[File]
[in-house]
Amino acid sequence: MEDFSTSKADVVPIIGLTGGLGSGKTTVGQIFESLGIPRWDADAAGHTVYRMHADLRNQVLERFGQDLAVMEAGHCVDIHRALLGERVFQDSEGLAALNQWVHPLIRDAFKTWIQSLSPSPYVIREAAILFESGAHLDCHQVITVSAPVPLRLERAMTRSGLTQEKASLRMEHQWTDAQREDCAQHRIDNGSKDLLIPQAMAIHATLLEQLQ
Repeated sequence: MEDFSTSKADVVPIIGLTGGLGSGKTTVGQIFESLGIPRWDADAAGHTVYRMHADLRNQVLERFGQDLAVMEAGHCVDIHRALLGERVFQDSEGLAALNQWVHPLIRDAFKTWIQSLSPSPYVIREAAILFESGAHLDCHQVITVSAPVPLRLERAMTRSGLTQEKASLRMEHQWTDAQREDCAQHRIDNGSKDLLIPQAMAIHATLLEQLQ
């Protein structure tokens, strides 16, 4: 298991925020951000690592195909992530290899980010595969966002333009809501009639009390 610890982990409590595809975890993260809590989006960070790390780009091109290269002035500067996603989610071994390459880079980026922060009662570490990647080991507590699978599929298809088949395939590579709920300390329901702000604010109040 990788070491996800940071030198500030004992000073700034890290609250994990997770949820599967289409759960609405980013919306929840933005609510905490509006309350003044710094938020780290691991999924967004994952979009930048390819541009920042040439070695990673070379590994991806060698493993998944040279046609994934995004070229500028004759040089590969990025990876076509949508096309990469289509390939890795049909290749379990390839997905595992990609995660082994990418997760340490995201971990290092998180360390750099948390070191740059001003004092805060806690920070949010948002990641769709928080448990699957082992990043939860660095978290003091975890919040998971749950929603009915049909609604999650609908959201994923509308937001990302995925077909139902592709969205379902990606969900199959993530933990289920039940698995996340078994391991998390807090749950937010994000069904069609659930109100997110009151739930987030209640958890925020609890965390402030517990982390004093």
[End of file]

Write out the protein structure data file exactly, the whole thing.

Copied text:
[in-house]
Amino acid sequence: MEDFSTSKADVVPIIGLTGGLGSGKTTVGQIFESLGIPRWDADAAGHTVYRMHADLRNQVLERFGQDLAVMEAGHCVDIHRALLGERVFQDSEGLAALNQWVHPLIRDAFKTWIQSLSPSPYVIREAAILFESGAHLDCHQVITVSAPVPLRLERAMTRSGLTQEKASLRMEHQWTDAQREDCAQHRIDNGSKDLLIPQAMAIHATLLEQLQ
Repeated sequence: MEDFSTSKADVVPIIGLTGGLGSGKTTVGQIFESLGIPRWDADAAGHTVYRMHADLRNQVLERFGQDLAVMEAGHCVDIHRALLGERVFQDSEGLAALNQWVHPLIRDAFKTWIQSLSPSPYVIREAAILFESGAHLDCHQVITVSAPVPLRLERAMTRSGLTQEKASLRMEHQWTDAQREDCAQHRIDNGSKDLLIPQAMAIHATLLEQLQ
């Protein structure tokens, strides 16, 4: 298991925020951000690592195909992530290899980010595969966002333009809501009639009390 610890982990409590595809975890993260809590989006960070790390780009091109290269002035500067996603989610071994390459880079980026922060009662570490990647080991507590699978599929298809088949395939590579709920300390329901702000604010109040 990788070491996800940071030198500030004992000073700034890290609250994990997770949820599967289409759960609405980013919306929840933005609510905490509006309350003044710094938020780290691991999924967004994952979009930048390819541009920042040439070695990673070379590994991806060698493993998944040279046609994934995004070229500028004759040089590969990025990876076509949508096309990469289509390939890795049909290749379990390839997905595992990609995660082994990418997760340490995201971990290092998180360390750099948390070191740059001003004092805060806690920070949010948002990641769709928080448990699957082992990043939860660095978290003091975890919040998971749950929603009915049909609604999650609908959201994923509308937001990302995925077909139902592709969205379902990606969900199959993530933990289920039940698995996340078994391991998390807090749950937010994000069904069609659930109100997110009151739930987030209640958890925020609890965390402030517990982390004093």